*If blind or shade extends to the floor (i.e. to cover a patio door) you will then need to deduct the following to prevent window treatment from touching the floor:
a)Vertical blinds, VertiCell shades, sliding panels (roller, solar and Roman shade fabrics) and soft vertical blinds - ½"
b)Sliding panels (natural shade fabrics) - 1"
*The factory makes NO allowance on outside mount blinds or shades.


What are the basic types of cabinets?
There are two basic types of cabinets, framed and frameless.

What is framed cabinet?
Framed cabinets have a face frame usually made of a hardwood such as Oak. When the doors of the cabinet are closed you can still see the cabinet face frames around the doors and drawer fronts and often you can see the hinges. The interior of the cabinet is wider on both sides than the cabinet opening. The face frame usually extends into the opening about 3/4" or more. Framed cabinets are the traditional style of cabinets in the United States and they are found in more homes than the newer Euro style.

What is frameless cabinet?
Frameless cabinets do not have a face frame. The front edge of the cabinet sidewall is the front of the cabinet. When the doors and drawers are closed they cover almost the entire cabinet. The hinges are totally concealed when the doors are closed. Euro style hinges are larger than the traditional framed cabinet hinge and tend to interfere more with the cabinet opening. Frameless cabinets often use a 32mm hole system for the hinge mounting and shelf support. The interior width is the same as the opening minus the door and hinge interference. Many newer homes have frameless cabinets.


What are the advantages of wallcoverings?
Wallpaper is now firmly back on the design agenda, for its new textures, modern colours and designs, and its re-discovered practicality: much like a cosmetic concealer, textured wallcoverings can hide less than perfect walls. And it can save time, often it’s quicker than painting—especially as one ‘coat’ of wallpaper is all you need to cover the wall for instant colour.
Wallpaper is easy-care too—many modern papers are washable, durable and wear well.
Wallcoverings have great ‘touch appeal’ too; adding an important extra element of texture to a room.

Why wallpaper? Isn't paint cheaper and easier to install?
A well done wallpaper installation may last 15 to 25 years or more with a look that you simply cannot get from paint. The wallpaper and installation is paid for once, as opposed to multiple purchases of paint and labor to paint over the same period. Wallpaper is far easier to clean up when compared to paint as well. Generally speaking, you can wipe up any marks or stains from a wallpaper's acrylic or vinyl surface with a sponge. While the same can be said of modern painted surfaces, many times this leaves a shiny or dull spot where mark or stain used to be on a painted surface.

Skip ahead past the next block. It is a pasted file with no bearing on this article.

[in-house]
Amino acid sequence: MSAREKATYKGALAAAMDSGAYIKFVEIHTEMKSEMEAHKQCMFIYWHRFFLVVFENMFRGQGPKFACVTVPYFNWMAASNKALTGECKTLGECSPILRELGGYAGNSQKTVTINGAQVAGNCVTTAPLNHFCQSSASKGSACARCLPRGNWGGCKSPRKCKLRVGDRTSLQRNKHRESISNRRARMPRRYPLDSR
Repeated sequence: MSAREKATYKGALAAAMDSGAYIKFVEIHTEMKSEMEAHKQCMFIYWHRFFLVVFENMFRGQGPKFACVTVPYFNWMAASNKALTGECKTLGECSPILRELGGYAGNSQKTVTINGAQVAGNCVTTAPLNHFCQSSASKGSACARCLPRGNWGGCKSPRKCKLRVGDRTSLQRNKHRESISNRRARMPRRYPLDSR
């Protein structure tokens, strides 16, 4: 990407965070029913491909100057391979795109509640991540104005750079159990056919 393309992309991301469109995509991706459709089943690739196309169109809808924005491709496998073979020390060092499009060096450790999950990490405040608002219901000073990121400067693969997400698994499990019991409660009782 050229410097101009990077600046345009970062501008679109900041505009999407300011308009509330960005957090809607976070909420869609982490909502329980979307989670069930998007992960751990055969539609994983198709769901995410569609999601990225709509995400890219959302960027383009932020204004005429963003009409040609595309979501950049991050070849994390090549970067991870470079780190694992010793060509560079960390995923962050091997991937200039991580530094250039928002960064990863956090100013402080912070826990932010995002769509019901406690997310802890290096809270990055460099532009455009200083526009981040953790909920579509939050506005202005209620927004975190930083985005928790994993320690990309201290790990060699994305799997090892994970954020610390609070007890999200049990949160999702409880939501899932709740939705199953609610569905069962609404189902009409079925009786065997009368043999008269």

Useful Information

What do the terms STC and IIC stand for in relation to Sound Rated Floor Systems?
STC Rating:
The term STC refers to the single figure of evaluation used to quantify the transmission of airborne sounds through building elements, such as a wall or floor systems. These types of sounds would be the equivalent of voices, music, radio or television audio in the context of a multi-family building. The term STC translates to Sound Transmission Class and is measured and stated in accordance ASTM Standard number C634 and tested via the test methodology of ASTM Test Methods E 90, E 336 and E 596. When done in an accredited test laboratory, these values are stated as a number to the right of the initials STC. When done in the “Field”, using ASTM Method E 336, these values are designated by the initials FSTC to the left of the numeric value. STC values are in a large part influenced by solid mass of the structure, but are also somewhat dependent on isolation and resilience within the structure.
IIC Rating:
The term IIC refers to the statistical measurement standards used to quantify the transmission of impact sound energy through a floor/ceiling assembly system. These types of sounds would be the equivalent of foot traffic, dropped articles or furniture moving in the context of a multi family building. The term IIC translates to Impact Isolation Class and is measured & stated in accordance to ASTM Standard number C634 & tested via the test methodology of ASTM Test Methods E90, C423, E 548, E 717 and E 989. In addition, a new test protocol for concrete sub-floors has been introduced under ASTM E 2179-01. When done in an accredited test laboratory these values are stated as a number to the right of the initials IIC. When done in the “Field”, using ASTM Method E-1007, values are designated by the initials FIIC to the left value.</